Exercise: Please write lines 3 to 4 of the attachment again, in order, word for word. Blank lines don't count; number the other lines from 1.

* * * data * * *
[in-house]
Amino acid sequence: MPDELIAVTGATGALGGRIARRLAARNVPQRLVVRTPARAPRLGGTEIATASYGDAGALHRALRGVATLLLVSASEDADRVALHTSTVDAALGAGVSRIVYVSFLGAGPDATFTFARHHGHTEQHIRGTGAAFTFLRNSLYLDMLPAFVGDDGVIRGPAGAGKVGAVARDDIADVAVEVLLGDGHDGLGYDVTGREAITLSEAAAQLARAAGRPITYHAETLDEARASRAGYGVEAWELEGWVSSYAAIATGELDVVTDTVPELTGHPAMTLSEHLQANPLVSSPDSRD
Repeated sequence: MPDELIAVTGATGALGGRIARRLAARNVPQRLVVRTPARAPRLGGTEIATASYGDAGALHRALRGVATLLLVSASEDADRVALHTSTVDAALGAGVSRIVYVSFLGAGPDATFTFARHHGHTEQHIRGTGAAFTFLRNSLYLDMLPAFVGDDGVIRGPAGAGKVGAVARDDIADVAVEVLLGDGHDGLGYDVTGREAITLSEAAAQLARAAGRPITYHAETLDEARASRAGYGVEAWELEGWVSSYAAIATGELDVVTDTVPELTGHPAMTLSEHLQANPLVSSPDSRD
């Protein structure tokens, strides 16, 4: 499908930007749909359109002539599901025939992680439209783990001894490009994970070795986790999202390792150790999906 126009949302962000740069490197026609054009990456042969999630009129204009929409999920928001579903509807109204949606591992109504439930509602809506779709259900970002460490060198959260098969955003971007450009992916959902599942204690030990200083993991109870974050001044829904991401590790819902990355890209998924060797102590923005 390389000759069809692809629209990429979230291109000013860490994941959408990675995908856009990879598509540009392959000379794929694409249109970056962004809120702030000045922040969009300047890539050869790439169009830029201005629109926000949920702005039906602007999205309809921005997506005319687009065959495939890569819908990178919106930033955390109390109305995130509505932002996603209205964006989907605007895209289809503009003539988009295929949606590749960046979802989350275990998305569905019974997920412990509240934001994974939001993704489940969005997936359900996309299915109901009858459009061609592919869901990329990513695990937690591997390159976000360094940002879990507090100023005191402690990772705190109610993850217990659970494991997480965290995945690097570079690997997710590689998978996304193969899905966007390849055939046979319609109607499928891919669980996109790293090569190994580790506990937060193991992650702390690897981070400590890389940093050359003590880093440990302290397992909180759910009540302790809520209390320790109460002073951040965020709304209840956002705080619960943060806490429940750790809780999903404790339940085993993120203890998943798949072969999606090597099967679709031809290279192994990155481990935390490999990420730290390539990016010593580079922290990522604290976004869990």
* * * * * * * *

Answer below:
Repeated sequence: MPDELIAVTGATGALGGRIARRLAARNVPQRLVVRTPARAPRLGGTEIATASYGDAGALHRALRGVATLLLVSASEDADRVALHTSTVDAALGAGVSRIVYVSFLGAGPDATFTFARHHGHTEQHIRGTGAAFTFLRNSLYLDMLPAFVGDDGVIRGPAGAGKVGAVARDDIADVAVEVLLGDGHDGLGYDVTGREAITLSEAAAQLARAAGRPITYHAETLDEARASRAGYGVEAWELEGWVSSYAAIATGELDVVTDTVPELTGHPAMTLSEHLQANPLVSSPDSRD
């Protein structure tokens, strides 16, 4: 499908930007749909359109002539599901025939992680439209783990001894490009994970070795986790999202390792150790999906 126009949302962000740069490197026609054009990456042969999630009129204009929409999920928001579903509807109204949606591992109504439930509602809506779709259900970002460490060198959260098969955003971007450009992916959902599942204690030990200083993991109870974050001044829904991401590790819902990355890209998924060797102590923005 390389000759069809692809629209990429979230291109000013860490994941959408990675995908856009990879598509540009392959000379794929694409249109970056962004809120702030000045922040969009300047890539050869790439169009830029201005629109926000949920702005039906602007999205309809921005997506005319687009065959495939890569819908990178919106930033955390109390109305995130509505932002996603209205964006989907605007895209289809503009003539988009295929949606590749960046979802989350275990998305569905019974997920412990509240934001994974939001993704489940969005997936359900996309299915109901009858459009061609592919869901990329990513695990937690591997390159976000360094940002879990507090100023005191402690990772705190109610993850217990659970494991997480965290995945690097570079690997997710590689998978996304193969899905966007390849055939046979319609109607499928891919669980996109790293090569190994580790506990937060193991992650702390690897981070400590890389940093050359003590880093440990302290397992909180759910009540302790809520209390320790109460002073951040965020709304209840956002705080619960943060806490429940750790809780999903404790339940085993993120203890998943798949072969999606090597099967679709031809290279192994990155481990935390490999990420730290390539990016010593580079922290990522604290976004869990």